Kavyamimamsa of Rajasekhara (Study)

by Debabrata Barai | 2014 | 105,667 words

This page relates ‘Rajashekhara’s concepts on Nature of Kavya (poetry)’ of the English study on the Kavyamimamsa of Rajasekhara: a poetical encyclopedia from the 9th century dealing with the ancient Indian science of poetics and rhetoric (also know as alankara-shastra). The Kavya-mimamsa is written in eighteen chapters representing an educational framework for the poet (kavi) and instructs him in the science of applied poetics for the sake of making literature and poetry (kavya).

Part 3.12 - Rājaśekhara’s concepts on Nature of Kāvya (poetry)

From ancients times different ālaṃkārikas gives their various own concepts about the nature of kāvya (poetry). There are some ālaṃkārikas gives the both śabda (word) and artha (meaning) are the equal importance in composing kāvya (poetry) i.e.

śavdārthau sahitau kāvyaṃ gadyaṃ padyaṃ ca taddvidhā |
saṃskṛtaṃ prākṛtaṃ cānyadapabhraṃśa iti tridhā || ”

- Kāvyālaṃkāra (of Bhāmaha) of Bhāmaha: Ch-I/16


“Word and meaning taken together constitute kāvya (poetry). Some are posits only śabda (word) are the major element of kāvya (poetry)”

Thus Ācārya Daṇḍin in his Kāvyādarśa says about the Kāvyasvarūpa (nature of poetry) as:

taiḥ śarīrañca kāvyānāmalaṅkārāśca darśitāḥ |
śarīraṃ tāvadiṣṭārtha-vyavacchinnā padāvalī || ”

- Kāvyādarśa of Daṇḍin:Ch-I/10


“The form of kāvya (poetry) is that, it should be characterized by and couched in desirable words producing beauty.”

There some of the rhetoricians says about the beautifying elements of kāvya (poetry) and establish the importance of guṇas and alaṃkāras in kāvya (poetry).


kāvyaśabdo'yaṃ guṇālaṃkārasaṃskṛtayoḥ śabdārthayorvartate |”

- Kāvyālaṃkārasūṭra-vṛtti of Vāmana: Ch-I/1/1


“Poetry is meant by Śabda (words) and Artha (meaning) having guṇas and alaṃkāras.”

But Yāyāvarīya Rājaśekhara think, a kāvya (poetry) is nothing but a sentence having Guṇas and Alaṃkāras.


guṇavadalaṅkṛtañca vākyameva kāvyam |”

- Kāvyamīmāṃsā of Rājaśekhara: Ch-VI, Pp- 24

All the ancient ālaṃkārikas onwards Bhāmaha have given equal importance to both the śabda (words) and artha (meaning) for composing in a kāvya (poetry). But Rājaśekhara seems differ from them and holds that śabdas (words) are only important in the constitution of the kāvya (poetry). In this matter the definition of Viśvanātha and Jagannātha are noteworthy; because they both are says that vākya (sentences) alone are the major constituents of a kāvya (poetry).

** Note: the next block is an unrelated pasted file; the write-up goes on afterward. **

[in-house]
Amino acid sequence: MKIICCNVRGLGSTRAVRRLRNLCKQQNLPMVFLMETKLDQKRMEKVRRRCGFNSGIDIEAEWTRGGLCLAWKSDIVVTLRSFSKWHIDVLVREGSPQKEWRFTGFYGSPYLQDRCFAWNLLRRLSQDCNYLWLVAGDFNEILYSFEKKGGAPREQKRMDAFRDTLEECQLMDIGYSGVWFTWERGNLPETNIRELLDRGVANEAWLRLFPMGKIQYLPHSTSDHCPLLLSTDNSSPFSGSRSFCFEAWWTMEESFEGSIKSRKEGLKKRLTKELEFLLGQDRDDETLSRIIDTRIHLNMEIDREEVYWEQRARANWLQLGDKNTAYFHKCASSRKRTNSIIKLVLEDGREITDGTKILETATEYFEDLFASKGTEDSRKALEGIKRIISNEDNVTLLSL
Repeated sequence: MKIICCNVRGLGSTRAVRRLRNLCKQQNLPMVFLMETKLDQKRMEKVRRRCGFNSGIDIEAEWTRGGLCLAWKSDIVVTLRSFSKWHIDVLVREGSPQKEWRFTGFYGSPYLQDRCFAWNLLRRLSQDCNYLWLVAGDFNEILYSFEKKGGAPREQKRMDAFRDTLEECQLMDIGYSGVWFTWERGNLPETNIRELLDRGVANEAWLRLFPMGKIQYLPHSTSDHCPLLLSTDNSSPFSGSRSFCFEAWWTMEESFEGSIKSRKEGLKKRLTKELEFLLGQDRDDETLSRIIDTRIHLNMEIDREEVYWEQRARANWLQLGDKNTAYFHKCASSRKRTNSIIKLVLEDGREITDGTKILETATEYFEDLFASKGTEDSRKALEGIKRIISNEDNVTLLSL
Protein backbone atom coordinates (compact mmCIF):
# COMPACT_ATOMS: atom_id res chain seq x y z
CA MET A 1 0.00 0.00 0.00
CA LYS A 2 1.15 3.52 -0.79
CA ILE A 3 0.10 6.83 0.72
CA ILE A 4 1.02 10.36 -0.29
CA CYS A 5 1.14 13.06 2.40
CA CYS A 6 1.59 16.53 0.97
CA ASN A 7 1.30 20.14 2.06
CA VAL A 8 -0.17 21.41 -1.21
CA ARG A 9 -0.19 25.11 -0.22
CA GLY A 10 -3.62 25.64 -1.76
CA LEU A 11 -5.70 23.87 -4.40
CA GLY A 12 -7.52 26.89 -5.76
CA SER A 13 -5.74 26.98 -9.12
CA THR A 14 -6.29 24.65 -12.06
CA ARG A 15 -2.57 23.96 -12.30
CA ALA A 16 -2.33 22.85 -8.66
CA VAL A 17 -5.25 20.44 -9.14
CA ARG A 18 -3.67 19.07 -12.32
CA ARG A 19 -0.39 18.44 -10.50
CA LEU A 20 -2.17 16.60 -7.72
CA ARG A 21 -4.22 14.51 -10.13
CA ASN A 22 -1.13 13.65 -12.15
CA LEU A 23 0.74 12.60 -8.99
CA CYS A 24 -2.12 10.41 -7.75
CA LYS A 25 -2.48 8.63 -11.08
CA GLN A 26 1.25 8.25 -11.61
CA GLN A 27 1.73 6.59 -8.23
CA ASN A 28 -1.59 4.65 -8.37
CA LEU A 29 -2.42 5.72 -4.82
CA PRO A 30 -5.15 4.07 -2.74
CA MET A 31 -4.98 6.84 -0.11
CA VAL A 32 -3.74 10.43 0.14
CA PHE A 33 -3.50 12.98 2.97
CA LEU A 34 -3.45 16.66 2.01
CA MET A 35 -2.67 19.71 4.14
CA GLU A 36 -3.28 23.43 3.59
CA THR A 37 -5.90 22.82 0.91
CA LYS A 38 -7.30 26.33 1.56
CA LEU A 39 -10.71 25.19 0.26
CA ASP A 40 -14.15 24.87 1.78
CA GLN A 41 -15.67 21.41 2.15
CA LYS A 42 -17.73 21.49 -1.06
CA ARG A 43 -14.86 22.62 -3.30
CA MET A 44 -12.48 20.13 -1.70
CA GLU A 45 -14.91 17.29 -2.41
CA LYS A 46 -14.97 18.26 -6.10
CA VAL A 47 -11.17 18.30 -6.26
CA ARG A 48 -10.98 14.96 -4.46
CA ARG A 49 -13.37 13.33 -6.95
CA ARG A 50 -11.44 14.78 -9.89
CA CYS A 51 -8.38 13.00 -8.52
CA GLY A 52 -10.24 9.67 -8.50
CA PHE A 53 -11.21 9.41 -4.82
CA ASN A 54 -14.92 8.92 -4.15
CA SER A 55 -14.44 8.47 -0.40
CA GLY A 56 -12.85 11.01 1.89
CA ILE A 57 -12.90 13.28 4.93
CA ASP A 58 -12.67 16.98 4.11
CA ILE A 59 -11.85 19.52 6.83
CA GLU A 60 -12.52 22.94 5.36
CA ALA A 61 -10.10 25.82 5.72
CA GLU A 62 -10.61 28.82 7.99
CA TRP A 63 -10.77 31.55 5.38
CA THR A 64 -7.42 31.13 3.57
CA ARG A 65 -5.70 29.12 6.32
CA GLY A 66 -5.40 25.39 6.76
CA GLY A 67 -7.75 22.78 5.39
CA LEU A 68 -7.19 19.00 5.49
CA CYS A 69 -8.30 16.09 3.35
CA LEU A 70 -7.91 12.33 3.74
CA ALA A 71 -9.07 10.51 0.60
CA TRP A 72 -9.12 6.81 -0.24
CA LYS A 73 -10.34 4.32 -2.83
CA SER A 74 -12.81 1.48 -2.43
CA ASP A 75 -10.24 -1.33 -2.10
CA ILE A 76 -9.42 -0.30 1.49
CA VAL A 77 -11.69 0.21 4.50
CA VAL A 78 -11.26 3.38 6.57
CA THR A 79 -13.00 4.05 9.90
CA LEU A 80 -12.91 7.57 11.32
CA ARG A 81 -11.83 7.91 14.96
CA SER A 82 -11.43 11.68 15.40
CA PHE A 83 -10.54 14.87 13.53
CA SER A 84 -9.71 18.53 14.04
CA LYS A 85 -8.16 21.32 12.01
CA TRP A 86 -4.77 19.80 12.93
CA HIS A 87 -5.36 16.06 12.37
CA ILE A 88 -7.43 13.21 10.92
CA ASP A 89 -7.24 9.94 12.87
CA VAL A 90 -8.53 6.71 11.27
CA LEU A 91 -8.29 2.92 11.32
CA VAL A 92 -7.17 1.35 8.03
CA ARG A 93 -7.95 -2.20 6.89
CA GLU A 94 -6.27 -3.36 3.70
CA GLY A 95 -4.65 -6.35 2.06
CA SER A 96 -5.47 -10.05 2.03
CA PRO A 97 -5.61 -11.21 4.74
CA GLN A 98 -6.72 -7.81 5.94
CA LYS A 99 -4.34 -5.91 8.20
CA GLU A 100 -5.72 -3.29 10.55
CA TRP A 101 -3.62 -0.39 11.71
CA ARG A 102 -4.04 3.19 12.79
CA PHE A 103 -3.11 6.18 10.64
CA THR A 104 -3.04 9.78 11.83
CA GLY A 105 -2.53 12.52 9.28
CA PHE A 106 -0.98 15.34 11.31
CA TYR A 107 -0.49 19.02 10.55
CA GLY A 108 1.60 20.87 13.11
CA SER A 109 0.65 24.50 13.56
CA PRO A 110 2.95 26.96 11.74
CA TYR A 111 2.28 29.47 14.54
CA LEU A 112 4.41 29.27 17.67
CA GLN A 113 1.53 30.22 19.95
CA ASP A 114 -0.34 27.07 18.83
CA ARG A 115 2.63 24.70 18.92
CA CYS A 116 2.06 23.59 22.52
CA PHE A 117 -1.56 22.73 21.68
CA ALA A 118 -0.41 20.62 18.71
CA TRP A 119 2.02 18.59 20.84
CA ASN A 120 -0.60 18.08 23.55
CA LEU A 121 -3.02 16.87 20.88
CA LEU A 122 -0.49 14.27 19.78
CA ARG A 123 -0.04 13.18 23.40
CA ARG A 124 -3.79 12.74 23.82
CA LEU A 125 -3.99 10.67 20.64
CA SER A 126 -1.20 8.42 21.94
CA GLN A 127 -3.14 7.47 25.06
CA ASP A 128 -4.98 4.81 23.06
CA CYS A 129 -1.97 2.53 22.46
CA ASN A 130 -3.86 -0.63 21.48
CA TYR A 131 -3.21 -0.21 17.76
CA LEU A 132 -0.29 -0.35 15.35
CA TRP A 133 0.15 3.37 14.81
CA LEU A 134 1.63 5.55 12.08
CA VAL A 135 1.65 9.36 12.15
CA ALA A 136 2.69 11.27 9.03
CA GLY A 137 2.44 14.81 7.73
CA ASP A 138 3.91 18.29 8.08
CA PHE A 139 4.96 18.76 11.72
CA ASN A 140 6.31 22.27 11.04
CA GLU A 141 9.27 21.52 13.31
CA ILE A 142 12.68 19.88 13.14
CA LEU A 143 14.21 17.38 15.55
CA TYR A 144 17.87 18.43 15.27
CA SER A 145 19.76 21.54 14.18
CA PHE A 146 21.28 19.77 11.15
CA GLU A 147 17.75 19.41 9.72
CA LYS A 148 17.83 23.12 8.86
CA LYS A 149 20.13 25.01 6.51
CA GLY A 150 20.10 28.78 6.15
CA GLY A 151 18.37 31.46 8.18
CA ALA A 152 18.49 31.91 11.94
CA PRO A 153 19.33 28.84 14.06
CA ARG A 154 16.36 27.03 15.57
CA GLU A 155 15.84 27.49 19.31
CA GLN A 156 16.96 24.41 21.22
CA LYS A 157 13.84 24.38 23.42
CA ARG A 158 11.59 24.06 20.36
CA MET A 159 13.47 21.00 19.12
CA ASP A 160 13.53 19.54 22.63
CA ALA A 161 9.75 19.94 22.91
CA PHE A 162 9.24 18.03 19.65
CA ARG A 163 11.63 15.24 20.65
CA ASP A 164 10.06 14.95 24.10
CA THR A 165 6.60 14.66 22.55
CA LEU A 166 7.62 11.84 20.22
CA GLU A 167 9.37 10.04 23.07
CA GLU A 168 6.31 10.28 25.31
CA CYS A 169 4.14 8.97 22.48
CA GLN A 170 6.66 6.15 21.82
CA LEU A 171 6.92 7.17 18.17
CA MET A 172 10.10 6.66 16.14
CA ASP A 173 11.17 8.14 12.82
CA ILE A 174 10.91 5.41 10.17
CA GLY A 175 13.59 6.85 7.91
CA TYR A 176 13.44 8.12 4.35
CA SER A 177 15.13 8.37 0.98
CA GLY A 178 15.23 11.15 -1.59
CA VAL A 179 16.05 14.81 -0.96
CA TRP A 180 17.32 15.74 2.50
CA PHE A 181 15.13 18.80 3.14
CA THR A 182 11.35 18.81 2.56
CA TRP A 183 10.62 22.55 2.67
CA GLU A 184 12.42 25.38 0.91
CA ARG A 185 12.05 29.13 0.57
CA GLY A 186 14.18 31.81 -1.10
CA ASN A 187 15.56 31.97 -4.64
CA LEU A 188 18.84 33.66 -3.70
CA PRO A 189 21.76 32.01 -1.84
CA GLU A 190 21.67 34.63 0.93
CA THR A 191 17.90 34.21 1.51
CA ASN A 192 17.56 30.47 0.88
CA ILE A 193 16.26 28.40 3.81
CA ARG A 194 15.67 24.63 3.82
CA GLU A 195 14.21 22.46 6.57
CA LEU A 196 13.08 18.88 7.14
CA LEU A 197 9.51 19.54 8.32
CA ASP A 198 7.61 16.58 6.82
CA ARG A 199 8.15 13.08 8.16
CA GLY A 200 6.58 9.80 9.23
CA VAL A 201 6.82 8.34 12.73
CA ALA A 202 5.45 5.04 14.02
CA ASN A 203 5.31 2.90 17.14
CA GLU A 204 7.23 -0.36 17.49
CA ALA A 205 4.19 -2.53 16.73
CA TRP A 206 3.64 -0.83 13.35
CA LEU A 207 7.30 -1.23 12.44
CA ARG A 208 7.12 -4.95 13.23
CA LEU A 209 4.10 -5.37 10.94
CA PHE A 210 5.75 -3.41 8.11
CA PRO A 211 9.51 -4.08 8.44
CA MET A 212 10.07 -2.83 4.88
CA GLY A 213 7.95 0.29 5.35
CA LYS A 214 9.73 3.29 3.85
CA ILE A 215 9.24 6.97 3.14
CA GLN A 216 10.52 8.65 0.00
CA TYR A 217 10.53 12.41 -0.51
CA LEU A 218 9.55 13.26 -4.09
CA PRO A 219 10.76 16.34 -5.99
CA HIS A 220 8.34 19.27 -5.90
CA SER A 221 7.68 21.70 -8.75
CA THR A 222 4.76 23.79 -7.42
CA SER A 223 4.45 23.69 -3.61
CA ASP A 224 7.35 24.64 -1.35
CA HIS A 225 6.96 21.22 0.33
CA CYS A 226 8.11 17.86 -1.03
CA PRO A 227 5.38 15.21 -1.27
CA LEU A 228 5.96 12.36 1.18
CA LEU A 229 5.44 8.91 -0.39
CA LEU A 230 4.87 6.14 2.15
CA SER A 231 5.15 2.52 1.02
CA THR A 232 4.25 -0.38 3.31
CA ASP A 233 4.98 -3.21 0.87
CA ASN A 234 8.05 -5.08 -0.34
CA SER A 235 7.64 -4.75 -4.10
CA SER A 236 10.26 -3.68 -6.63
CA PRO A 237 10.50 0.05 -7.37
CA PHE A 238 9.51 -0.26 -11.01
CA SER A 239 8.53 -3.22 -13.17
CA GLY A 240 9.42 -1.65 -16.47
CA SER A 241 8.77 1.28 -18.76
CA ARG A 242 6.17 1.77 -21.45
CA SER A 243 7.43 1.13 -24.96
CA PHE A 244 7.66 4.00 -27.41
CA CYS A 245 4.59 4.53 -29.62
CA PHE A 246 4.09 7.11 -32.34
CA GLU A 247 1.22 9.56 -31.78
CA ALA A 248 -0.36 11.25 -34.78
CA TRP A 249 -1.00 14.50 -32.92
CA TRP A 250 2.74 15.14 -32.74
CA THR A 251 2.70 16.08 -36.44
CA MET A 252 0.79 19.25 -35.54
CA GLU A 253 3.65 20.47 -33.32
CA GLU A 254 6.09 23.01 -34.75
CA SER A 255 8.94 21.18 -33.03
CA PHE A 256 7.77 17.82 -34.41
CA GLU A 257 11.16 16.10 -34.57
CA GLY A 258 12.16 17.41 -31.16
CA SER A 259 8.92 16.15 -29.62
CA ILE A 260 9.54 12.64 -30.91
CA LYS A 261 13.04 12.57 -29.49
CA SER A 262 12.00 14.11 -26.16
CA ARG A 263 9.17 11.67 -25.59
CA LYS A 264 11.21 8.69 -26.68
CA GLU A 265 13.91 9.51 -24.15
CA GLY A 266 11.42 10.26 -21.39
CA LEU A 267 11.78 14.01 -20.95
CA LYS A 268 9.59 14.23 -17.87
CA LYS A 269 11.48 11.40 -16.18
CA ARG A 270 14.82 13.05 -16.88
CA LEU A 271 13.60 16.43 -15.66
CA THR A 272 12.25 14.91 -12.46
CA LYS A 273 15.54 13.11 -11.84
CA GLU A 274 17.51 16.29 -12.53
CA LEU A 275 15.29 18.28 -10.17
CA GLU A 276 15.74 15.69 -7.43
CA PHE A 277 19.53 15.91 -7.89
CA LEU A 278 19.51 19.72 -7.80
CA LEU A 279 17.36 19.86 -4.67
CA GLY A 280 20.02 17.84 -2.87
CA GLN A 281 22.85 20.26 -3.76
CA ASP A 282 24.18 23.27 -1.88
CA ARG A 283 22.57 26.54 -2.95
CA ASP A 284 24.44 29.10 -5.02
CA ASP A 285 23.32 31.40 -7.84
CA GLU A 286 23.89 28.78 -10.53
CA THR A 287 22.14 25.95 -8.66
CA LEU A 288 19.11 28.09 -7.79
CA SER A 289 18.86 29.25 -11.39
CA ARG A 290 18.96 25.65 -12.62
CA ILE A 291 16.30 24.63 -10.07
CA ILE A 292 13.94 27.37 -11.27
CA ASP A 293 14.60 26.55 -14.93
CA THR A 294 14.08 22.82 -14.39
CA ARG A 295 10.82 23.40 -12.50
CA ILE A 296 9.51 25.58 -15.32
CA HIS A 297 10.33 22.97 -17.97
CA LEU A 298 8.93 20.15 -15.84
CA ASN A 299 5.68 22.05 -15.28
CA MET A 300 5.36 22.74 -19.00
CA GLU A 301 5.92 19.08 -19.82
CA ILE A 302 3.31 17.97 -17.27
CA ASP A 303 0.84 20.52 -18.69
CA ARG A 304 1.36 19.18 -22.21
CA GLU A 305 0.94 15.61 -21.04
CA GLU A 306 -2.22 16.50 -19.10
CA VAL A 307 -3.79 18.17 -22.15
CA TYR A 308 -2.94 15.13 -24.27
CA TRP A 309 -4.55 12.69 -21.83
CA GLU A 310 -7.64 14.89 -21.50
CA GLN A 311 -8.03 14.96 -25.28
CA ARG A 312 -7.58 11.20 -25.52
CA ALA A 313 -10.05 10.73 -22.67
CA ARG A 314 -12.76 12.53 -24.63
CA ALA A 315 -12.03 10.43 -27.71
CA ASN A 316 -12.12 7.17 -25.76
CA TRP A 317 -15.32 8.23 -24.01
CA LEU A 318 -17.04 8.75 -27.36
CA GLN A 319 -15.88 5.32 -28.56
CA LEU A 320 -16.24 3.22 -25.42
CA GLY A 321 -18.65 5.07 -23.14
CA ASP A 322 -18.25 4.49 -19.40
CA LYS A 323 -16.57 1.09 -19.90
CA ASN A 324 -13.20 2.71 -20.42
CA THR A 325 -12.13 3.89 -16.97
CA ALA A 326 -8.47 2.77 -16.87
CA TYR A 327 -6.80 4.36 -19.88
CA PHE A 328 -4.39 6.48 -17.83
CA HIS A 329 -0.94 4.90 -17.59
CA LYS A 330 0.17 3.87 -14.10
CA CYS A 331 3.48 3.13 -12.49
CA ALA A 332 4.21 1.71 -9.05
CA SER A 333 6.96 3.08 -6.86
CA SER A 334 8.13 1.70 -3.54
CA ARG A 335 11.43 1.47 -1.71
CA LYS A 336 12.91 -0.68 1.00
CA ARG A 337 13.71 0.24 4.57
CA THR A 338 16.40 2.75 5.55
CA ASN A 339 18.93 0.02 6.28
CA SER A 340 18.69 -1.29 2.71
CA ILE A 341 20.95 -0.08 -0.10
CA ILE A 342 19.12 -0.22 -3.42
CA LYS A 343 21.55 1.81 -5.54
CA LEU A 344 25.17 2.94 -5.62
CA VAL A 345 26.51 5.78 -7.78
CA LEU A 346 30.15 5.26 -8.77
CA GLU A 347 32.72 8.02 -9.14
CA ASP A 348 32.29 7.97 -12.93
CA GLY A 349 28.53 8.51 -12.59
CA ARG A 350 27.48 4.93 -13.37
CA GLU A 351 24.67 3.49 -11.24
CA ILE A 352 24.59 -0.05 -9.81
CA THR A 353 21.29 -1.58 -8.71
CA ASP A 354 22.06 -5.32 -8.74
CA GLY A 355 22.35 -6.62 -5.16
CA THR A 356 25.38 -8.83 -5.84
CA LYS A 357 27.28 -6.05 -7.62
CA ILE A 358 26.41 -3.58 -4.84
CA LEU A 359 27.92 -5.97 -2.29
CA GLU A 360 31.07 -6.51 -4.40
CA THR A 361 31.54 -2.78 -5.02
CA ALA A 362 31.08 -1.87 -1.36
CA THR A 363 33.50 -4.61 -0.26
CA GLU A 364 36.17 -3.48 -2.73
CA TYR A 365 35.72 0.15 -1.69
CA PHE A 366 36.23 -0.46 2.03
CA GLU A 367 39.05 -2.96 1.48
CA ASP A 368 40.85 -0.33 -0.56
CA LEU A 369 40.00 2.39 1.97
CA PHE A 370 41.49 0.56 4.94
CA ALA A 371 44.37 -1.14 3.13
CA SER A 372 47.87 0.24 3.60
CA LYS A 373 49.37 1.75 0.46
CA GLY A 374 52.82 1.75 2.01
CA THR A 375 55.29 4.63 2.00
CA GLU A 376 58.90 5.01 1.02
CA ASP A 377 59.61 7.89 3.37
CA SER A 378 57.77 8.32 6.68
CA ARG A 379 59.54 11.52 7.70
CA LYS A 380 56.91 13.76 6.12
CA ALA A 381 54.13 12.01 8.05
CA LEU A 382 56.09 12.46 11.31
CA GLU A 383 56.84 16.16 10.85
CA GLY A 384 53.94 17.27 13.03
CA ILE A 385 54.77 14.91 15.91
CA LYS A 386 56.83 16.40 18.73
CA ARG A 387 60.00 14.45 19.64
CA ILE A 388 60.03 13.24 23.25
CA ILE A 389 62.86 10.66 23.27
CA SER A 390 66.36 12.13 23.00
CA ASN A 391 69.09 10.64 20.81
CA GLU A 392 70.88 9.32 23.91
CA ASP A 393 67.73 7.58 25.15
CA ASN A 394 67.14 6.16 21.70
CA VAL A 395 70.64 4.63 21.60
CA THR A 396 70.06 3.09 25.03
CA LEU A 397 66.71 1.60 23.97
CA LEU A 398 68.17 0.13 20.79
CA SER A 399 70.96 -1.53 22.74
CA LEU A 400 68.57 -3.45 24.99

In the definition of kāvya (poetry) Viśvanātha in his Sāhityadarpaṇa says that:

vākyaṃ rasātmakaṃ kāvyaṃ |”

- Sāhityadarpaṇa of Viśvanātha: I/ 3

And Panditarāja Jagannātha also his Rasagaṅgādhara define kāvya (poetry) as:

ramaṇīyārarthapratipādakaḥ śavdaḥ kāvyam |”

- Rasagaṅgādhara of Jagannātha

Here in the defining kāvya (poetry), Rājaśekhara possibly influenced by the Ācārya Vāmana’s definition of kāvya (poetry).

According to Vāmana kāvya (poetry) as:

kāvyaṃ grāhyamalaṃkārāt |”

- Kāvyālaṃkārasūṭra-vṛtti of Vāmana: I/1/1

Poetry becomes acceptable because of alaṃkāra. Rājaśekhara in this definition of kāvya (poetry) follow the ancient ācāryas of Alaṃkāra School’s, who are thing that in a composing kāvya (poetry) alaṃkāras as the major elements. In the works of Bhoja’s Sarasvatīkaṇṭhāvaraṇa, Jaydeva’s Chandrāloka also given the similar concepts about kāvya (poetry).

Ācārya Bhāgvata in his Kāvyalaṃkāra says that kāvya (poetry) as:

sādhuśavdārthasandarbhaṃ guṇālaṃkārabhūṣitama |
sphu ṭarītirasopetaṃ kāvyaṃ ku rvīta kīrtaye || ”

- Kāvyalaṃkāra of Bhāgbhata

If we carefully analysis the Kāvyālaṃkāra (nature of poetry) given by Rājaśekhara than we can seems that in composition of poetry he recognizes the importance of Vākya. Vākya (or sentence) constitutes by the both of the meaningful words, but in a vākya (sentences) guṇas and alaṃkāras are generally uses as for the beautifying elements.

However the follower of Ānandavardhana does not agree to importance of alaṃkāras in kāvya (poetry) but Ācārya Mammaṭa accepts the presence of alaṃkāras in poetic composition and create junction between those two doctrines of Sanskrit poetics.


tadatoṣau śavdārthau saguṇāvanalaṃkṛtī punaḥ kvāpi |”

- Kāvyaprakāśa of Mammaṭa: I/ 3


kāvya (poetry) consist of śabda (word) and artha (meaning), which are without blemishes, possessed of guṇas (excellences) and rarely devoid of alaṃkāras (poetic figures).”

Let's grow together!

For over a decade, this site has never bothered you with ads. I want to keep it that way. But I humbly request your help to keep doing what I do best: provide the world with unbiased truth, wisdom and knowledge.

Let's make the world a better place together!

Like what you read? Consider supporting this website: